The impact of the COVID-19 pandemic on the use of urban green spaces by international youth in Bonn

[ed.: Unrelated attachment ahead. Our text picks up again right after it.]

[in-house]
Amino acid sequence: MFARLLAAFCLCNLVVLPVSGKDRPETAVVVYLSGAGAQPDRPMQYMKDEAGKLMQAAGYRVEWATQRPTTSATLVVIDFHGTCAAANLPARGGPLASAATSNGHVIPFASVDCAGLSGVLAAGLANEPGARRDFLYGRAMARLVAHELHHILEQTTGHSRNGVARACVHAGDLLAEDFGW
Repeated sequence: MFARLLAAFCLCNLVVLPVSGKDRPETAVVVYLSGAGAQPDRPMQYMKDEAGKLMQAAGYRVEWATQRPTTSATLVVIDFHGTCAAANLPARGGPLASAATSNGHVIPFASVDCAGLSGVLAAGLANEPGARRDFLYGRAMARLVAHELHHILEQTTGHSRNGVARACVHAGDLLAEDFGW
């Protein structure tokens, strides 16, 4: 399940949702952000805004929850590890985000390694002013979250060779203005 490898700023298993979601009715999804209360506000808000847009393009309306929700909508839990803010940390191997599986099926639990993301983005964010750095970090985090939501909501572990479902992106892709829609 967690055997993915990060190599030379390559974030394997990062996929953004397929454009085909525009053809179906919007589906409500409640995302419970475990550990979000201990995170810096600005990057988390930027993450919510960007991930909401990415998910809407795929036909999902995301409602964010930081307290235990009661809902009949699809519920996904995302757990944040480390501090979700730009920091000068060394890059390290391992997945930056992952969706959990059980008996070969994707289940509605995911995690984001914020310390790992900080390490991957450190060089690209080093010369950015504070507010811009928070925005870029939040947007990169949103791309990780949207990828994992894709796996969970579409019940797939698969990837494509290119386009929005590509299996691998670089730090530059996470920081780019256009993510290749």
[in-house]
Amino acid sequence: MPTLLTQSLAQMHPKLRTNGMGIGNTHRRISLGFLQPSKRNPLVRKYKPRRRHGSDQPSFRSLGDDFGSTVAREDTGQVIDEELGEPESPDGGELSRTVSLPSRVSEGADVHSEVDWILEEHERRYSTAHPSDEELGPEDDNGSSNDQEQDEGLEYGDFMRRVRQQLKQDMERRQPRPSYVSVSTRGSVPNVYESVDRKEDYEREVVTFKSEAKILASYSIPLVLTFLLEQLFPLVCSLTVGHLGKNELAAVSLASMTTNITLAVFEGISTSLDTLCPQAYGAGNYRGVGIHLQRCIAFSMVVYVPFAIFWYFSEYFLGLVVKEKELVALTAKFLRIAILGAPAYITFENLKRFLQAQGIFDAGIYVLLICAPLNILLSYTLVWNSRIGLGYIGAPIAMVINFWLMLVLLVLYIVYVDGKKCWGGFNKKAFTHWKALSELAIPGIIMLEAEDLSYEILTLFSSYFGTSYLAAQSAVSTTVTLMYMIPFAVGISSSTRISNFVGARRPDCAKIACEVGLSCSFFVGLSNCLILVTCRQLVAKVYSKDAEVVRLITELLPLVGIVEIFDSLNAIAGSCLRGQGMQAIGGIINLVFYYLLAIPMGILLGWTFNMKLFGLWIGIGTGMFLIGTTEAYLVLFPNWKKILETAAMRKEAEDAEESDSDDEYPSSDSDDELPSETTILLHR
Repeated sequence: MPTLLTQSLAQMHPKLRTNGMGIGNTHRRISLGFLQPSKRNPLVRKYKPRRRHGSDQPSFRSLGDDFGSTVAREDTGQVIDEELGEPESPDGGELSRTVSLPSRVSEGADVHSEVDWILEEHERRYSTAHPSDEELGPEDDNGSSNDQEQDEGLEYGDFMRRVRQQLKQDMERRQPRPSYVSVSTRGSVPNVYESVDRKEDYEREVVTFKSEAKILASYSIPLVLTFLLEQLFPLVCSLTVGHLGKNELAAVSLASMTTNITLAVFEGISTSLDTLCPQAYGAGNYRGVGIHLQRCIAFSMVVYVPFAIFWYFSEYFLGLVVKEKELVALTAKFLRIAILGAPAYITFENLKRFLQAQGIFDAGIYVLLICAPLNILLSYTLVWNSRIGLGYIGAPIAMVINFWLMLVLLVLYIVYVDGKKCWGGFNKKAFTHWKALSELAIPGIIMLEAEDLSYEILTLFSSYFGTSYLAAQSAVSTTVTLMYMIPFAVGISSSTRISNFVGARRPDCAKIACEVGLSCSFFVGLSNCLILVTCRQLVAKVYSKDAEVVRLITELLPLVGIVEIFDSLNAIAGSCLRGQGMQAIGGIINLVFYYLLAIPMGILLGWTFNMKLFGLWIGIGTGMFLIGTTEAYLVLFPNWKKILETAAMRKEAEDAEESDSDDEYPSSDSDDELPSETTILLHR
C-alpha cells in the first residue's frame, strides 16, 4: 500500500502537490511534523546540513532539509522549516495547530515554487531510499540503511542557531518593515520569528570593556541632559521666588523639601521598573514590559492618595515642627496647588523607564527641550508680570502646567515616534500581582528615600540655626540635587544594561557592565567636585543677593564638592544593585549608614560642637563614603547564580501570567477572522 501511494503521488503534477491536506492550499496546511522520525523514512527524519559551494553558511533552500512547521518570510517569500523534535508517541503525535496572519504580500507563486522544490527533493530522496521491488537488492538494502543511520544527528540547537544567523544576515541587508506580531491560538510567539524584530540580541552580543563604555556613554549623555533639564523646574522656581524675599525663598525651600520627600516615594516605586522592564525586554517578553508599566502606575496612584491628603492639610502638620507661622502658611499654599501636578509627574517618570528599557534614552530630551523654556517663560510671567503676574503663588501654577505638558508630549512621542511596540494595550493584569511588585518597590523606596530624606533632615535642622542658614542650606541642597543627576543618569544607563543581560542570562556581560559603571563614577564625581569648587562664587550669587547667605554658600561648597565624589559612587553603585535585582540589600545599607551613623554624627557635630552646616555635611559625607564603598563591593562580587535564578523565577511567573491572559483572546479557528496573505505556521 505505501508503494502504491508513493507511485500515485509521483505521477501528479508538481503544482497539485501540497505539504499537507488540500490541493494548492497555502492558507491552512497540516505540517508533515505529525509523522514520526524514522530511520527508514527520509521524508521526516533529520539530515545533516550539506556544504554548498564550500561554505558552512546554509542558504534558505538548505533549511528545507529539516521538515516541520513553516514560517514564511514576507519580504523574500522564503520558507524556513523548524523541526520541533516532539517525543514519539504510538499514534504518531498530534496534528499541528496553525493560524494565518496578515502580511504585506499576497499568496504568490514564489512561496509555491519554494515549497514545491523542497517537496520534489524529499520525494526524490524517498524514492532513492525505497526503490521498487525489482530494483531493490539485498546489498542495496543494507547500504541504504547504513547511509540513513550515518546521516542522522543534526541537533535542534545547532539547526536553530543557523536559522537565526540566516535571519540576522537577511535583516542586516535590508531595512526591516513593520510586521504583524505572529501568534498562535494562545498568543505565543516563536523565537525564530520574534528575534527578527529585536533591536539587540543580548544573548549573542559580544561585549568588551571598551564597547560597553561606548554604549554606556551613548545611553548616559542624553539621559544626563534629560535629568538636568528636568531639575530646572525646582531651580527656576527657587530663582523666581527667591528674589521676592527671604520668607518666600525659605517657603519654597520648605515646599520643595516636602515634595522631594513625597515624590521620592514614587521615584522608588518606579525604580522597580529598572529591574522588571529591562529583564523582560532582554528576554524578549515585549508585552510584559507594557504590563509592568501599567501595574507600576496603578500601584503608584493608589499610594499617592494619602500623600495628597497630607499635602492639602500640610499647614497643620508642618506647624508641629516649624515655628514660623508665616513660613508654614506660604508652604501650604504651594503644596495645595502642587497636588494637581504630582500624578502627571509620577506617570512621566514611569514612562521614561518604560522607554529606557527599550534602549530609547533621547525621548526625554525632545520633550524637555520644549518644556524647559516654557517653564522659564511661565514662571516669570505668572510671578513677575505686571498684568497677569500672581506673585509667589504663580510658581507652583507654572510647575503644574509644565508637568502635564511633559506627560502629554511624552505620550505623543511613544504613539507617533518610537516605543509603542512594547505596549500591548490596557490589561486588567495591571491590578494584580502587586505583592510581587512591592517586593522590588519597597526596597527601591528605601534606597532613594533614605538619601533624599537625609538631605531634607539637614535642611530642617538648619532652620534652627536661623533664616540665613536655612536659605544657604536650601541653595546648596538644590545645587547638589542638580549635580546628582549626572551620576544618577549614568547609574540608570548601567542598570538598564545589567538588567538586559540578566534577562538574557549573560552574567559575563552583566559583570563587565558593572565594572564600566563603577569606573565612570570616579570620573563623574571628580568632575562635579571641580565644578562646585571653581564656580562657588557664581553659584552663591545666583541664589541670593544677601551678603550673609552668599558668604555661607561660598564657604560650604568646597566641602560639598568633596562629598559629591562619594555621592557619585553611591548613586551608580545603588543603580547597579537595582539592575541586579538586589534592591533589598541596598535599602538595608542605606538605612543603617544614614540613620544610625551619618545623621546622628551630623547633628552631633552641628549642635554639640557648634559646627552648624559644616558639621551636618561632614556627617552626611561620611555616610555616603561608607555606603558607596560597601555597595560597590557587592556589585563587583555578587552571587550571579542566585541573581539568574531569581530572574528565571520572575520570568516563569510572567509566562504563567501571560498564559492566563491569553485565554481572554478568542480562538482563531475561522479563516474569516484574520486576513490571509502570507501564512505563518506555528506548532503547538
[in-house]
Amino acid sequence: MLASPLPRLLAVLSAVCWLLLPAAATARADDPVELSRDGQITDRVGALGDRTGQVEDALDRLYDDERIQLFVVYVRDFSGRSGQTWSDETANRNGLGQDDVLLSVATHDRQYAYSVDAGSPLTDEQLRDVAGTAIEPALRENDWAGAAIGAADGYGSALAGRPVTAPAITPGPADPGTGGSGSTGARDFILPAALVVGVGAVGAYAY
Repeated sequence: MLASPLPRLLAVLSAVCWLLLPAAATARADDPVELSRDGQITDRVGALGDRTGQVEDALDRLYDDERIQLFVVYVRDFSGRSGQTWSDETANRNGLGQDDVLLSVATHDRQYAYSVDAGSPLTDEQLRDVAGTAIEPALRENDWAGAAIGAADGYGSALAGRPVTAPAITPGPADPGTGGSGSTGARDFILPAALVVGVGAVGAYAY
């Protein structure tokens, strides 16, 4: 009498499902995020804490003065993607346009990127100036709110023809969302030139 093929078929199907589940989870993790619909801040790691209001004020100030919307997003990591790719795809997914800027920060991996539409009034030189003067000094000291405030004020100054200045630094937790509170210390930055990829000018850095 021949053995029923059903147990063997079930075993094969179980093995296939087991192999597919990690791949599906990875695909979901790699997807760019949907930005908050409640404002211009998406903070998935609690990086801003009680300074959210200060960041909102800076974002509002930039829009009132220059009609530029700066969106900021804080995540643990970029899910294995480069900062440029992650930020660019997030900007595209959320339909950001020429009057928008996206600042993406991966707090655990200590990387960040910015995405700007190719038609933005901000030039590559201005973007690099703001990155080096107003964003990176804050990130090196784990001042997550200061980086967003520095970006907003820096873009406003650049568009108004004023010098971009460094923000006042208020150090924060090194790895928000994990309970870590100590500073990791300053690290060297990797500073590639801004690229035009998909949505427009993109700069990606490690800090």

Abstract: Throughout the COVID-19 pandemic in Germany, international youth is undergoing manifold negative impacts on their living situation, mobility, mental and physical health and their social life. It is well-known that urban green space (UGS) offers multiple benefits for all age groups, and there are specific advantages for youth in particular, which impact their lifestyle and usage of UGS during COVID-19. In this thesis, usage of urban green spaces in the city of Bonn are being studied, while the study focuses on international youth with specific lifestyle traits, which define their challenges and limitations while living in Bonn during COVID-19. This thesis researches the changes in usage of UGS by international youth during COVID-19, and will study the impacts of these changes on social cohesion, physical activity and mental wellbeing – three pillars derived from a study by Hartig et al. Additionally, the study will briefly highlight how these experiences can lead to more inclusive policy in relation to UGS. To navigate youth’s experiences, ethnographic interviews with several youth have been carried out, of which the results have been analysed and categorized. For this, a systematic method for analysing qualitative interviews (Grounded Theory) has been used. The method uses labelling and tagging of words called ‘open’ and ‘selective coding’. Results showed social interaction and cohesion are one of the main incentives of visiting UGS, which is now severely affected, rendering international youth incapable to perform essential activities related to their specific lifestyles. UGS are often utilized as a tool to become more grounded in youths living environments through exploration, prior and during the COVID-19 pandemic. Conclusively, UGS serve as a green refuge to international youth, offering a space to exercise mental and physical wellbeing, and they have been proven crucial for coping with the effects of the COVID-19 pandemic. As youth is often ill-represented in policymaking in relation to UGS, future policymaking should be addressed to youth’s needs and challenges, which will in its entirety lead to more inclusive and accessible UGS. Youth should occupy a central position while policies on UGS need to be developed, breaking currently existing generational barriers.
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